Significantly more time spent on managing the alignment of expectations across investment professionals, clients and other stakeholders in an accessible, plain-language manner. 

This is fairly straightforward in principle, but extremely challenging to execute.



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Sean Garman
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Sean Garman

I really love this post because sports like golf, baseball and cricket are so very applicable to the game of investing and life. All three sports are essentially static: i.e. the person with the ball at any one time and their psychology and mindset have a disproportionate impact on any outcome.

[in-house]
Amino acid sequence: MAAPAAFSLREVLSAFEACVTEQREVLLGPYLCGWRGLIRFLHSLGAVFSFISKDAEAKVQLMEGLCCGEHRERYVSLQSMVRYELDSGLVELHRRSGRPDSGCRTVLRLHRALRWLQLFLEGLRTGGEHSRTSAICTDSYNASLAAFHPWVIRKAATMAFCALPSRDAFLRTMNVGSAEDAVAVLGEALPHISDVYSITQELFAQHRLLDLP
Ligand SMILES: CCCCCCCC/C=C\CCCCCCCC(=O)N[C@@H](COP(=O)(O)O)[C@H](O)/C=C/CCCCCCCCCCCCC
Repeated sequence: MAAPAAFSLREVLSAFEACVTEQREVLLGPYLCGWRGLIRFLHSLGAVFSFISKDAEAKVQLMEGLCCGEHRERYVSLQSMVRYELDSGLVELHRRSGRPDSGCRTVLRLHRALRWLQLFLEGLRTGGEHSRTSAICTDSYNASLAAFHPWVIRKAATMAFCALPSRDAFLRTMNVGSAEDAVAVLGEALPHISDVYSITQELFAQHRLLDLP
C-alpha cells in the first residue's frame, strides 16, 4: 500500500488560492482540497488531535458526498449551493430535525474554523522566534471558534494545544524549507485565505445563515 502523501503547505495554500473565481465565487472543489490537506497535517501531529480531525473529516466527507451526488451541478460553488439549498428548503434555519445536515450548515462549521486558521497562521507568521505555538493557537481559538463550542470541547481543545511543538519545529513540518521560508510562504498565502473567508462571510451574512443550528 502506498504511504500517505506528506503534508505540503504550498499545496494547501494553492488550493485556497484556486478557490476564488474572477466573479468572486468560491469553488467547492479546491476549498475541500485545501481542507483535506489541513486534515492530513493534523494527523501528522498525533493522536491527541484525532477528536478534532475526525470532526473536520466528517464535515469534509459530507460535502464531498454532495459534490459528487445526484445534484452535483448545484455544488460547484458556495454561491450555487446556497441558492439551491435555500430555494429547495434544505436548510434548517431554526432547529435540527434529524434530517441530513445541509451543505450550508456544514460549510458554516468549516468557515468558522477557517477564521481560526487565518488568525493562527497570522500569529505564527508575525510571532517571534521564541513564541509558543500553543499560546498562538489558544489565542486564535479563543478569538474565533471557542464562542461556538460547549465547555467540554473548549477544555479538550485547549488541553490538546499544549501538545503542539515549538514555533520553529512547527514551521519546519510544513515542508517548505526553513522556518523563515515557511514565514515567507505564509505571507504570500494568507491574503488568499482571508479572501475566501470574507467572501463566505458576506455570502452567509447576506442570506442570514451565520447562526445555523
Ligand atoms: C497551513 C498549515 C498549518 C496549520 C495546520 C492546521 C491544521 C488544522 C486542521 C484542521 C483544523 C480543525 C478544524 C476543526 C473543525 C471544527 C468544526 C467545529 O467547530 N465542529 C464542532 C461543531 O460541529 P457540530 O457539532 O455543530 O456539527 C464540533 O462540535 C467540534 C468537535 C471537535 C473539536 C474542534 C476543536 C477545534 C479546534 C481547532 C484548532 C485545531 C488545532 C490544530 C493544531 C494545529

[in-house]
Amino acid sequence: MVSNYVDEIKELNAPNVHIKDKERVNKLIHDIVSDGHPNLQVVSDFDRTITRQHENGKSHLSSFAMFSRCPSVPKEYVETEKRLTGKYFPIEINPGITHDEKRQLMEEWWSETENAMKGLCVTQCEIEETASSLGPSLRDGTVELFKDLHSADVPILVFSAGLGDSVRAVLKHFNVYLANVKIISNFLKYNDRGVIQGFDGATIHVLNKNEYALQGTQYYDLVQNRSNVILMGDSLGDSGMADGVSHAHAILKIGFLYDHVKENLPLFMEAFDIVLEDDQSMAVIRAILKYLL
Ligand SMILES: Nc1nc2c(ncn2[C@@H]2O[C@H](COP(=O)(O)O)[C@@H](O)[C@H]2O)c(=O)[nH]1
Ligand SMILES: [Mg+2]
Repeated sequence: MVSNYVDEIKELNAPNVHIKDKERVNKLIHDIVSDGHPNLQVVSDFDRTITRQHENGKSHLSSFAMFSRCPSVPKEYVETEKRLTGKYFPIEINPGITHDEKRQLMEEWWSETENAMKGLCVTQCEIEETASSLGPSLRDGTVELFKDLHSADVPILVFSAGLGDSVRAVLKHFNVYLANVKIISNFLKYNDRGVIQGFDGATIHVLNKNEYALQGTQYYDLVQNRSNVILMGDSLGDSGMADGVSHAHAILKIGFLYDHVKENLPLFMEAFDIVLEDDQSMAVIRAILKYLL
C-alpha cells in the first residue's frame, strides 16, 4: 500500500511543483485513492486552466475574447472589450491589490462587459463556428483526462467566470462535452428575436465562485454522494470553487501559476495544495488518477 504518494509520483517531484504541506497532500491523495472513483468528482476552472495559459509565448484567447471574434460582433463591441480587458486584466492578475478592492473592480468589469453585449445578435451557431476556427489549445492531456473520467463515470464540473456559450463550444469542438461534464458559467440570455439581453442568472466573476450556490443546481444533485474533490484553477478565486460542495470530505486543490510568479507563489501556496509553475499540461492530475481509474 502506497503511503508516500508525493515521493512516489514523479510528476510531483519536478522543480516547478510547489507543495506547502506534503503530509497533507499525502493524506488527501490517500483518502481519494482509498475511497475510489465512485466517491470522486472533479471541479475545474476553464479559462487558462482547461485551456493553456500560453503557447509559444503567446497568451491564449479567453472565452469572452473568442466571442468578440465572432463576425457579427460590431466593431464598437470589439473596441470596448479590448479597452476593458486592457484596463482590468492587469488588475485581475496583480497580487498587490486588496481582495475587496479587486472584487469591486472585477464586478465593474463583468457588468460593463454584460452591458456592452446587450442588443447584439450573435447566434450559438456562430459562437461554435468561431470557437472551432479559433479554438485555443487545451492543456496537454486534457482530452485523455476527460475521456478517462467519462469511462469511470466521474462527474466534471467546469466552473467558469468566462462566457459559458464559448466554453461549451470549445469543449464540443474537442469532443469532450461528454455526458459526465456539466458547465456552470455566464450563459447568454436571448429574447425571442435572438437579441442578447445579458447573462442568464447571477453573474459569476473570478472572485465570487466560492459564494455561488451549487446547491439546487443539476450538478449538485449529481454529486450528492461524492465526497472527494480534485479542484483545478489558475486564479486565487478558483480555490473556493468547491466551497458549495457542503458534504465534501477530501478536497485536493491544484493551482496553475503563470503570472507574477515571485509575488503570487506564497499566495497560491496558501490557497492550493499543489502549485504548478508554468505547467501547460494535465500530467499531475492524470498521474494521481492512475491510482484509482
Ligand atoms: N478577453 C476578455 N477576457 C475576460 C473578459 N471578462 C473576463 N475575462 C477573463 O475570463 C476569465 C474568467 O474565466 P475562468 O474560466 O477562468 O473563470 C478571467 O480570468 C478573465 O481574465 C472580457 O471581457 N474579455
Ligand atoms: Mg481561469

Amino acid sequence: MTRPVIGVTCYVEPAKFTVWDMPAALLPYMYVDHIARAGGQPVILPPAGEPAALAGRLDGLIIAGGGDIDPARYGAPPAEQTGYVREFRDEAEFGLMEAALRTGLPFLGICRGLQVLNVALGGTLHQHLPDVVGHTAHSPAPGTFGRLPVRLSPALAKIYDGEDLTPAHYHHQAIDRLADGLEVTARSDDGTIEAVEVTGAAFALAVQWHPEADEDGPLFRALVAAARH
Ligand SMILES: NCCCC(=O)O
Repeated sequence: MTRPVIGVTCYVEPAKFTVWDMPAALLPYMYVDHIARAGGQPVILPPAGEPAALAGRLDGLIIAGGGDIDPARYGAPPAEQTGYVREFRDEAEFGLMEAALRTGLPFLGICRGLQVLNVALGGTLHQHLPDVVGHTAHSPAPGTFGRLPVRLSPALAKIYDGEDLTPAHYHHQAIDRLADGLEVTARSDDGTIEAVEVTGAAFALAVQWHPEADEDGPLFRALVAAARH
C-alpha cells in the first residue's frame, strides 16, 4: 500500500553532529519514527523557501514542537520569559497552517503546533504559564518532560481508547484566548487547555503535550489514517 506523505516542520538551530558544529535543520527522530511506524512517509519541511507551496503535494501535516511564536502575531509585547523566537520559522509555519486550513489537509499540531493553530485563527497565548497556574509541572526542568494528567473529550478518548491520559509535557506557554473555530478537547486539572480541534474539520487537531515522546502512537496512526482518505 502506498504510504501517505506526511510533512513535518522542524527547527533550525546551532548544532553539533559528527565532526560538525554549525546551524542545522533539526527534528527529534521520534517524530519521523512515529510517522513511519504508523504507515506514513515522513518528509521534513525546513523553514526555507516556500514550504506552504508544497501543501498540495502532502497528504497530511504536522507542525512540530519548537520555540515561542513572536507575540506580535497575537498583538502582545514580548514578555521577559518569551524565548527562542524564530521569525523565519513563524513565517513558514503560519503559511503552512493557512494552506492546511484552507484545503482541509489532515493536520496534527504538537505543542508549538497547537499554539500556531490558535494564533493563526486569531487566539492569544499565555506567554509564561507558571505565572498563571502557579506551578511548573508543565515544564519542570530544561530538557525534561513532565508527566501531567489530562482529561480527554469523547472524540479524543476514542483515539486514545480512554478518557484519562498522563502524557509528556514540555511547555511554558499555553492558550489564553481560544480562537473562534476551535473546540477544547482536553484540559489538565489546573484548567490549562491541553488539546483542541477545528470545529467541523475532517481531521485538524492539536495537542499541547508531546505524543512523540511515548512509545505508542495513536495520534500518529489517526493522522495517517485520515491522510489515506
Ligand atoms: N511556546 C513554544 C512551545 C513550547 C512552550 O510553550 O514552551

In baseball and cricket, although team sports, no one can help the pitcher or bowler when they are about to throw or bowl the ball to the batter/batsman. Similarly, for someone playing golf, no amount high-fives and encouraging words makes up for the fact that *you* and only you are responsible for what happens next.

The mental and psychological aspects of these games needs to be studied more in the context of investor psychology and performance.

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Demonetized
Member
Demonetized

Thanks Sean! There is a great post from Graham Duncan that touches on many areas of this: https://medium.com/@graham.duncan/the-playing-field-dfb9a1473f43. Definitely worth reading if you haven’t seen it before.

His comments on tempo in particular have resonated with me since I first read this piece. And they’re directly applicable to this idea of “shot commitment”: